(CNN) – Kim Jong-un’s missile program is moving at a furious pace. His forces have fired what’s believed to be a scud missile, into the Sea of Japan. A senior U.S. defense official told CNN the missile “spun out of control” and had a “fiery” descent into the sea.
However, top U.S. general, John Hyten warns even when he fails in these test-firings, Kim gets more dangerous. “North Korea’s going fast. Test, fail, test, fail, test, succeed. And they’re learning. And they… you can see them learning, because that’s the way you do the rocket business.”
What worries America and its allies most is how close Kim is getting to having a nuclear-tipped missile, capable of hitting the continental U.S.
When asked how close North Korea is to having the dangerous capability, Thomas Karako answered, “So, they could be close. They’ve tested a lot of the constituent parts of an ICBM. They’ve tested a lot of the different technologies. Kim has said that they’re going to try to do it this year. If the next four-years, that could very well be the case.”
Kim’s latest test-firing comes on the eve of President Donald Trump’s meeting with Chinese President Xi Jinping.
Mr. Trump signaling Wednesday that what to do about Kim Jong-un, will be a crucial topic. “We have a big problem. We have somebody that is not doing the right thing. And that’s going to be my responsibility. But I’ll tell you, that responsibility could’ve made… been made a lot easier if it was handled years ago.”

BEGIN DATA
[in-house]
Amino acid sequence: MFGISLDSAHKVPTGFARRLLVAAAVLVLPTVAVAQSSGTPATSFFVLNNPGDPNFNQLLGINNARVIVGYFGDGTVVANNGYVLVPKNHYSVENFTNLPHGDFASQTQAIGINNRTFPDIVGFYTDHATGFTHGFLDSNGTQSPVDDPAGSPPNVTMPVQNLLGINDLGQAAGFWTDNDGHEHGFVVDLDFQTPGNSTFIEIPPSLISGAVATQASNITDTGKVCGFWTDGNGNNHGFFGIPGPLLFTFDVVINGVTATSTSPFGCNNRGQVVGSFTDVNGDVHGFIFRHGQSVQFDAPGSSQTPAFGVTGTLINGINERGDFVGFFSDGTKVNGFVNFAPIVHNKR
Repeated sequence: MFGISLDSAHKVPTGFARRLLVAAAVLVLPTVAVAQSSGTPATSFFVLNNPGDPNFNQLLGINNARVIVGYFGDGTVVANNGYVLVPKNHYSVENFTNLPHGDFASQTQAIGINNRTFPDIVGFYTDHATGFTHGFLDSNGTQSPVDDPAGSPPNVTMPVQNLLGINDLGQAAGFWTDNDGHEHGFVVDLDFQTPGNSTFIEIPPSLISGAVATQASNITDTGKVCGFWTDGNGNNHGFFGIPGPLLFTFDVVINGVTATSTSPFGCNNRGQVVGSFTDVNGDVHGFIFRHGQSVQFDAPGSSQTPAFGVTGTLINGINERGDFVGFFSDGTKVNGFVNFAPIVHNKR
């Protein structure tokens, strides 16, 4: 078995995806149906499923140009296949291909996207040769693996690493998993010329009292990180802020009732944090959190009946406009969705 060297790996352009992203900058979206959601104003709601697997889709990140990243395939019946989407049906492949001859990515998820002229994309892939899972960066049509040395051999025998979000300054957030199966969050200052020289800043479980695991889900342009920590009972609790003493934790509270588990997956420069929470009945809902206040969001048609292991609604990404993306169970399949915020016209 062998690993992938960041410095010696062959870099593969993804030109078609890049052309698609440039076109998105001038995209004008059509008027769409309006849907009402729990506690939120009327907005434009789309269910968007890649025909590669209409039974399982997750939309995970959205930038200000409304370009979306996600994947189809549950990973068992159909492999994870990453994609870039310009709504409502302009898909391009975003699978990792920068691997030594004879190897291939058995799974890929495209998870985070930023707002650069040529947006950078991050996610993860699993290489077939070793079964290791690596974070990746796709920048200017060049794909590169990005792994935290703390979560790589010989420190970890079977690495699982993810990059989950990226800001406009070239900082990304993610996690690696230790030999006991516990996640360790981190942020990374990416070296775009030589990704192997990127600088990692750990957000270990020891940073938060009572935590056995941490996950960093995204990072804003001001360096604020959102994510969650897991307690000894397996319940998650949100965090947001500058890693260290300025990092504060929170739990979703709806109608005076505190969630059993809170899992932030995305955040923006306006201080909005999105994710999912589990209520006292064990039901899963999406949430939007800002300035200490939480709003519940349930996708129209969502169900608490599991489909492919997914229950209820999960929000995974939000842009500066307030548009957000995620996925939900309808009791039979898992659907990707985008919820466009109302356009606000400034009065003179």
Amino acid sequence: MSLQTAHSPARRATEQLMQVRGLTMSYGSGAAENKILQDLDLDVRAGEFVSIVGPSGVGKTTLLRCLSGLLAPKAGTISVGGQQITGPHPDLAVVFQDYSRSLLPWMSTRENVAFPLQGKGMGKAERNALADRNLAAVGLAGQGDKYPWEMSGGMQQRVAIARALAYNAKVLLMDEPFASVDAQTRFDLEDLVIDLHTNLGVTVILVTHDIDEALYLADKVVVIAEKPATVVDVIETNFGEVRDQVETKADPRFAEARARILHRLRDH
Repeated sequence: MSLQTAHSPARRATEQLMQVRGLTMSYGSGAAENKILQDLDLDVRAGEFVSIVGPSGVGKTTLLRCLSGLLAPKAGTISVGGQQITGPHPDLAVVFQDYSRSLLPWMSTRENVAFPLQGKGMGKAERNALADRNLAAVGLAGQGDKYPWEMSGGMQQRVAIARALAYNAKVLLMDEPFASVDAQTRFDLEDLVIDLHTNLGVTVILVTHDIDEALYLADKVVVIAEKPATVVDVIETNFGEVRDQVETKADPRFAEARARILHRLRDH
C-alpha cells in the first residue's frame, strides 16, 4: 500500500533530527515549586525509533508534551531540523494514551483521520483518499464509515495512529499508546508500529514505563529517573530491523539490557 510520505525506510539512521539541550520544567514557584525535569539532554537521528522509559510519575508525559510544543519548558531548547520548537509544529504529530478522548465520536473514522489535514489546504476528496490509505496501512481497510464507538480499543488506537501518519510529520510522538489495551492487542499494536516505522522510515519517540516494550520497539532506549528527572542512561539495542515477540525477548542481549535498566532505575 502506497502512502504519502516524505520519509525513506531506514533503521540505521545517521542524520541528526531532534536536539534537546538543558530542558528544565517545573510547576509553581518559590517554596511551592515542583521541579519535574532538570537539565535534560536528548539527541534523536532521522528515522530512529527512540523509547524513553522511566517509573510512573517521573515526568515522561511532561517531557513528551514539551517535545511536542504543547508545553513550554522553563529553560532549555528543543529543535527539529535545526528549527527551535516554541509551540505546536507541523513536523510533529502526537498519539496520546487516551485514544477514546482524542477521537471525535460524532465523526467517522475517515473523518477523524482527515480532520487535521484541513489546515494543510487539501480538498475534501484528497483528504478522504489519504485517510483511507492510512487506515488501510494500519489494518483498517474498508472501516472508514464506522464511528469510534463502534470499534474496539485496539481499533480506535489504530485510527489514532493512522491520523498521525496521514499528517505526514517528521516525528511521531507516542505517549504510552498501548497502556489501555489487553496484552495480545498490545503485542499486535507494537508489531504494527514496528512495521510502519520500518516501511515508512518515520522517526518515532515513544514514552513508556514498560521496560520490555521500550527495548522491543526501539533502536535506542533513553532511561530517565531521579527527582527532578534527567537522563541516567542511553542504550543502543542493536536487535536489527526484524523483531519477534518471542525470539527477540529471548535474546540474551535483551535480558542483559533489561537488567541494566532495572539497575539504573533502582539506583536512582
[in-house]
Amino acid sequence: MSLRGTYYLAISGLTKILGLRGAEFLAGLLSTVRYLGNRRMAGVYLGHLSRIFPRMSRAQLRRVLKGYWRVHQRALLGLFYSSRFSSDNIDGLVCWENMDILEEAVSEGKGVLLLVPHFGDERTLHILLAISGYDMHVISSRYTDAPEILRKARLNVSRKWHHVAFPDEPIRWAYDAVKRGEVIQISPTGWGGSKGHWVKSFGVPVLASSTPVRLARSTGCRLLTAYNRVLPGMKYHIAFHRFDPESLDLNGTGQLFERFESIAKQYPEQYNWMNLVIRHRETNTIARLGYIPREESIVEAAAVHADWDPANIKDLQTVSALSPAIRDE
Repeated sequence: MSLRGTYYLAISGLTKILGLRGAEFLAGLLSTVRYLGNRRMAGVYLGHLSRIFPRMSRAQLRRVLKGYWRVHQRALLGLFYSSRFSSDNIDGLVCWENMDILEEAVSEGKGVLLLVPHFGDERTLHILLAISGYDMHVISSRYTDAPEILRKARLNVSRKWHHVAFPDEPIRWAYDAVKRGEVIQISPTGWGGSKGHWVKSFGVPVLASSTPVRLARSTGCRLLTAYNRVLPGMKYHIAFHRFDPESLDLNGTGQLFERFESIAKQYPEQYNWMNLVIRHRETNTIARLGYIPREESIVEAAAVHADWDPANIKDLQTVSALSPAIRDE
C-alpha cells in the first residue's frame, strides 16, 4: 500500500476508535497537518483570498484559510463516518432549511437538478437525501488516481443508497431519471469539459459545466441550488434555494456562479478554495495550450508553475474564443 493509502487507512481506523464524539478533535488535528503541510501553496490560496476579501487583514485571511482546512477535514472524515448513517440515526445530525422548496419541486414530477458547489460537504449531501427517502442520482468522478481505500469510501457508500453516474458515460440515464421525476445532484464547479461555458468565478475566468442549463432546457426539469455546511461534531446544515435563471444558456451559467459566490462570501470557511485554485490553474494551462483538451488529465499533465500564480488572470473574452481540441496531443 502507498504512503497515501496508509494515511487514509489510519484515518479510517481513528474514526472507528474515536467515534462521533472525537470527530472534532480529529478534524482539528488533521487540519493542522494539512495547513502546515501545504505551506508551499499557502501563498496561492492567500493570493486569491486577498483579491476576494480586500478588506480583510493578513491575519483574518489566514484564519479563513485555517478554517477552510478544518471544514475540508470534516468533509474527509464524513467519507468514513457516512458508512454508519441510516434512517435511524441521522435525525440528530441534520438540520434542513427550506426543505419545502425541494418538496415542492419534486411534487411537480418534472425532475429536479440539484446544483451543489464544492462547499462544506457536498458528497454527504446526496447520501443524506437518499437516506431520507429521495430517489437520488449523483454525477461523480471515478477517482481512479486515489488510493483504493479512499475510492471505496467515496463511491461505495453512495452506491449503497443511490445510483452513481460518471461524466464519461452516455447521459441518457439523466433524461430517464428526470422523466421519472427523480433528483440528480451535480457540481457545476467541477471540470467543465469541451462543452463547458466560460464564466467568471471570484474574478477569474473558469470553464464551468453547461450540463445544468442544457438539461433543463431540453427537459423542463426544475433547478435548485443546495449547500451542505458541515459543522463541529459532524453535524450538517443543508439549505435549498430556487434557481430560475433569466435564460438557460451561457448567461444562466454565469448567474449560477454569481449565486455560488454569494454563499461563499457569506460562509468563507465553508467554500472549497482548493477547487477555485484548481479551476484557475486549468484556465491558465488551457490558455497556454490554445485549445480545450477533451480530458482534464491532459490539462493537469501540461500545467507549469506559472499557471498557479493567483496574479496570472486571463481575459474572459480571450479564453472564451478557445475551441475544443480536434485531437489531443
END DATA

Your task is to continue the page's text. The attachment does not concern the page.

A senior White House official told CNN, the “clock has now run out” on North Korea and all options are on the table. Another White House official said, that doesn’t mean the President’s team has made up its mind to launch a pre-emptive military strike.
At the same time, Secretary of State Rex Tillerson issued an unusually stark statement, “The United States has spoken enough about North Korea”.
Analysts said a military strike would be the President’s riskiest move, because of the potential for North Korea to attack Seoul, or the 28-thousand American troops near the demilitarized zone.
What’s the most realistic option for President Trump? Stephen Noerper said, “What is most likely is a step-up in sanctions, attempts to cut North Korea even further from the international financial system. There are ways to provide a tighter stranglehold, and they’ll be looking to China for that.”
Analysts said the Chinese President may be reluctant to put more pressure on Kim Jong-un, feeling he has already done enough to support the sanctions already in place, fearing the potential chaos on his border, if North Korea comes under more pressure and destabilizes.